With 59% of workers experiencing stress due to their jobs,work-related stress is more commonplace than ever. Which is why, Amanda Augustine, career advice expert at TopCV, says it’s important to recognise the signs and be aware of stresses going on in the workplace before it leads to burn out.
“While it may not be realistic to ‘flip a switch’ and forget about work the moment you leave the office, it’s a problem if your mind is occupied by it all the time,” she tells Cosmopolitan. The first step to spotting work-related stresses is to acknowledge certain behaviours and to recognise if they’re unhealthy.
How to spot work stress
When did you last take a lunch break, let alone a holiday?
If you find yourself forgetting to eat lunch, or desperately cramming down a packed lunch at your desk while the elusive ‘lunch hour’ alludes you once again, this might be the sign of more than just indigestion. Numerous studies have found that taking time off – whether that’s a holiday or a walk around the block – can decrease stress, increase productivity, improve health and focus, but when you’re at the height of stress, it can feel impossible to do.
Are you sleep deprived?
Despite feeling exhausted at the end of the working day, when it’s time to go to bed, you find that your mind is still racing with thoughts of work. Sound familiar? If you regularly feel wired when you go to bed and have trouble falling asleep due to anxieties about the day ahead, you need to do something about it.
Do you get the Sunday dread?
We’re all guilty of hating on Monday morning, but if you think your Sunday night mood might be down to work stress, you need to start taking it seriously.
Are you thinking about work constantly?
As Amanda says, “whether it’s Saturday night and you’re still dwelling over the work email you sent on Friday, or you’re out with friends and family and work is your go-to topic of conversation” if your job feels like it’s taking over your life? That isn’t healthy.
What to do about work stress
Here, Amanda shares her 7 tips for handling work-related stress.
1. Prioritise your workload.
Set yourself achievable goals and create priority lists of things that need to get done, things you’d like to get done, and tasks that aren’t your first concern right now. “Create a comprehensive to-do list with apps like Wunderlist or Todoist and prioritise your work,” Amanda tells us. “Be strategic in identifying the time of day when you’re most productive and use it to tackle a project or task that requires the most thought.”
2. Delegate the rubber balls
And with that priority list, be prepared to drop some of the ‘To-dos’, or pass them onto other people – you’re likely stressing out because you’ve taken too much on, and there aren’t enough hours in the day to do it. “Consider each priority at work to be a ball that you’re juggling; some are made of glass, and others are rubber. When you’re juggling too many priorities, you’ll end up dropping a few along the way. Identify which ‘balls’ will bounce back if they are dropped, and see if you can have some of these delegated to other members of your team.”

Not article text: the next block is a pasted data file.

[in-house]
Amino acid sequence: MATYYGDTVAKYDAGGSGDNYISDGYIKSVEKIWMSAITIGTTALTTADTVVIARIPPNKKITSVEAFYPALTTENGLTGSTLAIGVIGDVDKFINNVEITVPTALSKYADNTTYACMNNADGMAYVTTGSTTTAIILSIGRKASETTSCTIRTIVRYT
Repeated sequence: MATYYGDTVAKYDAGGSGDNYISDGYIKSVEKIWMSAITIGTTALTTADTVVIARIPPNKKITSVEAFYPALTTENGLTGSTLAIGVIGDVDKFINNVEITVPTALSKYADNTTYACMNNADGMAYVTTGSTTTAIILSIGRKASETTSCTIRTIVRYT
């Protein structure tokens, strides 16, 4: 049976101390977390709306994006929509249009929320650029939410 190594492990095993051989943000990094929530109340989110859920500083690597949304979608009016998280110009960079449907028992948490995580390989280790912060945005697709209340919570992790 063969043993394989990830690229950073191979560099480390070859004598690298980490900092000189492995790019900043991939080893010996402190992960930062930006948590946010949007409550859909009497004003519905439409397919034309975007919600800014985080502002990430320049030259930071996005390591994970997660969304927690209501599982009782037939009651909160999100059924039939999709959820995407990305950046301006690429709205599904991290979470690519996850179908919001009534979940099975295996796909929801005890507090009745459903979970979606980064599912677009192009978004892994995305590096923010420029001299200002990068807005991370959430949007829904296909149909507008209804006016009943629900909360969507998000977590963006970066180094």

3. Speak to your manager.
Work-related stress costs businesses billions of dollars each year, due to loss of productivity. Avoid going down that route by being honest with your manager about how your feeling, and seeing what they can do to help. As Amanda advises, “Have an open conversation with your manager to explain the situations that are causing you the most stress. The goal is not to list out complaints, but to work together to devise a plan that will help you manage these stressors more effectively so you can perform at your best.”
4. Organise your workspace
“Mess breeds stress,” the career expert continues. “There’s no reason to add unnecessary stress to your workload by being disorganised. Take a cue from Marie Kondo and declutter your workspace. Then, add a plant to your area; incorporating a little greenery into your work environment has been proven to reduce stress, lower blood pressure and increase positive feelings.
5. Prioritise self-care
While it can feel like work is taking over your life, make an extra effort to do things that you enjoy and that make you feel good. “Do some stress-busting activities that will boost your endorphins such as breathing exercises, physical activity, or meditation. Ditch your phone or put it on airplane mode, or download an app like the Stress & Anxiety Companion, or Headspace, that is designed to help you manage stress while on the go.”
6. Set work-life boundaries
We know this can be easier said than done, but feeling like we’re constantly contactable and available to reply to emails 24/7 can increase work anxiety no end. “Technology was supposed to liberate us from much of the daily slog, but it often makes things worse because now we’re always ‘switched on’,” Amandra agrees. “For many professionals, this increasingly blurs the line between work and home life, so setting clear boundaries is a must. Block off chunks of time in your calendar for hobbies, family etc. and communicate to your team when you will be completely ‘off grid’.”
7. Consider a change
If you’re reading through this list and genuinely don’t think any of the suggestions might help your chronic work stress, it may be time to make a change. “Take some time to sort out your next career move, and then update your CV with this goal in mind,” the career advice expert at TopCV says.
“The average UK employee can expect to spend a total of 82,068 hours working over their lifetime, the equivalent of 3,420 nonstop days on the bounce. Over that period, we’ll likely get just four per cent more time with our partner or family than we do with our work colleagues. These are the hard facts of working life, but they illustrate the need to take great care in our career choices so that we are happy with the direction in which those 82,068 precious hours are heading.
This article first appeared in COSMPOLITAN.UK